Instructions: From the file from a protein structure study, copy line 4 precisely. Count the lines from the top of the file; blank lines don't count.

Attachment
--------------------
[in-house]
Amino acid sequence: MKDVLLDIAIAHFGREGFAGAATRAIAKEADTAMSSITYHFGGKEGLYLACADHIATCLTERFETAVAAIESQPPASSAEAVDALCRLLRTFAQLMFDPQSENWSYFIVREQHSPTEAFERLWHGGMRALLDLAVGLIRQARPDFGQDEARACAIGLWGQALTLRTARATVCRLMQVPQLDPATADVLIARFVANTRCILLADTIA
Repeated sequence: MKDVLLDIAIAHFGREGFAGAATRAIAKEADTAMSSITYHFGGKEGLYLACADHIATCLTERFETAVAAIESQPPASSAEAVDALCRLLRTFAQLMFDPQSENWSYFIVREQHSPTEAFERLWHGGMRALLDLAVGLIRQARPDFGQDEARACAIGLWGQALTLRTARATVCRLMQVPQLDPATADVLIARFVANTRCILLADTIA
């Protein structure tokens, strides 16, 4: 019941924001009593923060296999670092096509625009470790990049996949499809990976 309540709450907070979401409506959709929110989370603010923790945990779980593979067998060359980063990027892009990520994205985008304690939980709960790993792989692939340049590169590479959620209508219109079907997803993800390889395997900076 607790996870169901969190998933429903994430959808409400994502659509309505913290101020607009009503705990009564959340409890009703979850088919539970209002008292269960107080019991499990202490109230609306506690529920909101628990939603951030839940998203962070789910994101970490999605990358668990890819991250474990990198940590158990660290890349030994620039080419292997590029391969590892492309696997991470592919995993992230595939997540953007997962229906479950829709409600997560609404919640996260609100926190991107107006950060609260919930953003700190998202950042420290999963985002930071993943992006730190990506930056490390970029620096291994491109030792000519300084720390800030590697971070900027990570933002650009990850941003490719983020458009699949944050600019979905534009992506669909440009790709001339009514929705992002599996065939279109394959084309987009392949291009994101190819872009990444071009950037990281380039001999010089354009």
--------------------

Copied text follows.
């Protein structure tokens, strides 16, 4: 019941924001009593923060296999670092096509625009470790990049996949499809990976 309540709450907070979401409506959709929110989370603010923790945990779980593979067998060359980063990027892009990520994205985008304690939980709960790993792989692939340049590169590479959620209508219109079907997803993800390889395997900076 607790996870169901969190998933429903994430959808409400994502659509309505913290101020607009009503705990009564959340409890009703979850088919539970209002008292269960107080019991499990202490109230609306506690529920909101628990939603951030839940998203962070789910994101970490999605990358668990890819991250474990990198940590158990660290890349030994620039080419292997590029391969590892492309696997991470592919995993992230595939997540953007997962229906479950829709409600997560609404919640996260609100926190991107107006950060609260919930953003700190998202950042420290999963985002930071993943992006730190990506930056490390970029620096291994491109030792000519300084720390800030590697971070900027990570933002650009990850941003490719983020458009699949944050600019979905534009992506669909440009790709001339009514929705992002599996065939279109394959084309987009392949291009994101190819872009990444071009950037990281380039001999010089354009």